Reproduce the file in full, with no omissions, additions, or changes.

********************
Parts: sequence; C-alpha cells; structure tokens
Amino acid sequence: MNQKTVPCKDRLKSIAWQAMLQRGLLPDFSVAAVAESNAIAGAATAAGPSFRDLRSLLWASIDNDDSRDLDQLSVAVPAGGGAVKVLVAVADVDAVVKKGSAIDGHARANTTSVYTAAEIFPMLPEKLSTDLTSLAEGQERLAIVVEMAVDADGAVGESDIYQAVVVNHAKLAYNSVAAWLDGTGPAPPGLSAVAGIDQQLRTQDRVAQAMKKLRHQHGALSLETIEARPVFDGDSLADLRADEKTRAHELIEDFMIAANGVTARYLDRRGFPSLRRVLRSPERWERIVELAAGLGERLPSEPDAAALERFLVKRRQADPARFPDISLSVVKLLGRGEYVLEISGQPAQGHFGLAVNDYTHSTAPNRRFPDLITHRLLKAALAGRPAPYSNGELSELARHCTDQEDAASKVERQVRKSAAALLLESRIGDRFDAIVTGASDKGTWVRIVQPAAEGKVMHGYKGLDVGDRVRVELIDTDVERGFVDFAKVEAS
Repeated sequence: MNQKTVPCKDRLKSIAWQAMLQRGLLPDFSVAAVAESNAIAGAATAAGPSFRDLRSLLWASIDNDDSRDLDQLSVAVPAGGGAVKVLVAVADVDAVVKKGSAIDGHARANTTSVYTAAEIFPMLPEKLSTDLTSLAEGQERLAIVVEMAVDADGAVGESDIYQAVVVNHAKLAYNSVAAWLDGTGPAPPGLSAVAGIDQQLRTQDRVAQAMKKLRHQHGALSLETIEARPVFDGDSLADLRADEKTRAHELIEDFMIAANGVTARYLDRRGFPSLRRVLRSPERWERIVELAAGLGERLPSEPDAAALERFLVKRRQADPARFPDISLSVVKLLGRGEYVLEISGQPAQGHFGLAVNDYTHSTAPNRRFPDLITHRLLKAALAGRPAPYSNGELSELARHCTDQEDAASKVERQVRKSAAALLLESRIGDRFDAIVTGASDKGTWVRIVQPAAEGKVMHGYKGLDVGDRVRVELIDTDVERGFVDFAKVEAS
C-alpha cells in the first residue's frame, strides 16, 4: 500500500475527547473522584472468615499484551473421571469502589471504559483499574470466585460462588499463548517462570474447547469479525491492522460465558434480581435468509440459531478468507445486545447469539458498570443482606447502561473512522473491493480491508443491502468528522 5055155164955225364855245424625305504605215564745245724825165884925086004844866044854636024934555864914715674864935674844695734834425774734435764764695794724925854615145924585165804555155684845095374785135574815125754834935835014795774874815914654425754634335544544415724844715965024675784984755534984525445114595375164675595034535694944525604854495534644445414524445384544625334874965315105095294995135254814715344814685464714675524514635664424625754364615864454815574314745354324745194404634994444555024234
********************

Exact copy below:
Parts: sequence; C-alpha cells; structure tokens
Amino acid sequence: MNQKTVPCKDRLKSIAWQAMLQRGLLPDFSVAAVAESNAIAGAATAAGPSFRDLRSLLWASIDNDDSRDLDQLSVAVPAGGGAVKVLVAVADVDAVVKKGSAIDGHARANTTSVYTAAEIFPMLPEKLSTDLTSLAEGQERLAIVVEMAVDADGAVGESDIYQAVVVNHAKLAYNSVAAWLDGTGPAPPGLSAVAGIDQQLRTQDRVAQAMKKLRHQHGALSLETIEARPVFDGDSLADLRADEKTRAHELIEDFMIAANGVTARYLDRRGFPSLRRVLRSPERWERIVELAAGLGERLPSEPDAAALERFLVKRRQADPARFPDISLSVVKLLGRGEYVLEISGQPAQGHFGLAVNDYTHSTAPNRRFPDLITHRLLKAALAGRPAPYSNGELSELARHCTDQEDAASKVERQVRKSAAALLLESRIGDRFDAIVTGASDKGTWVRIVQPAAEGKVMHGYKGLDVGDRVRVELIDTDVERGFVDFAKVEAS
Repeated sequence: MNQKTVPCKDRLKSIAWQAMLQRGLLPDFSVAAVAESNAIAGAATAAGPSFRDLRSLLWASIDNDDSRDLDQLSVAVPAGGGAVKVLVAVADVDAVVKKGSAIDGHARANTTSVYTAAEIFPMLPEKLSTDLTSLAEGQERLAIVVEMAVDADGAVGESDIYQAVVVNHAKLAYNSVAAWLDGTGPAPPGLSAVAGIDQQLRTQDRVAQAMKKLRHQHGALSLETIEARPVFDGDSLADLRADEKTRAHELIEDFMIAANGVTARYLDRRGFPSLRRVLRSPERWERIVELAAGLGERLPSEPDAAALERFLVKRRQADPARFPDISLSVVKLLGRGEYVLEISGQPAQGHFGLAVNDYTHSTAPNRRFPDLITHRLLKAALAGRPAPYSNGELSELARHCTDQEDAASKVERQVRKSAAALLLESRIGDRFDAIVTGASDKGTWVRIVQPAAEGKVMHGYKGLDVGDRVRVELIDTDVERGFVDFAKVEAS
C-alpha cells in the first residue's frame, strides 16, 4: 500500500475527547473522584472468615499484551473421571469502589471504559483499574470466585460462588499463548517462570474447547469479525491492522460465558434480581435468509440459531478468507445486545447469539458498570443482606447502561473512522473491493480491508443491502468528522 5055155164955225364855245424625305504605215564745245724825165884925086004844866044854636024934555864914715674864935674844695734834425774734435764764695794724925854615145924585165804555155684845095374785135574815125754834935835014795774874815914654425754634335544544415724844715965024675784984755534984525445114595375164675595034535694944525604854495534644445414524445384544625334874965315105095294995135254814715344814685464714675524514635664424625754364615864454815574314745354324745194404634994444555024234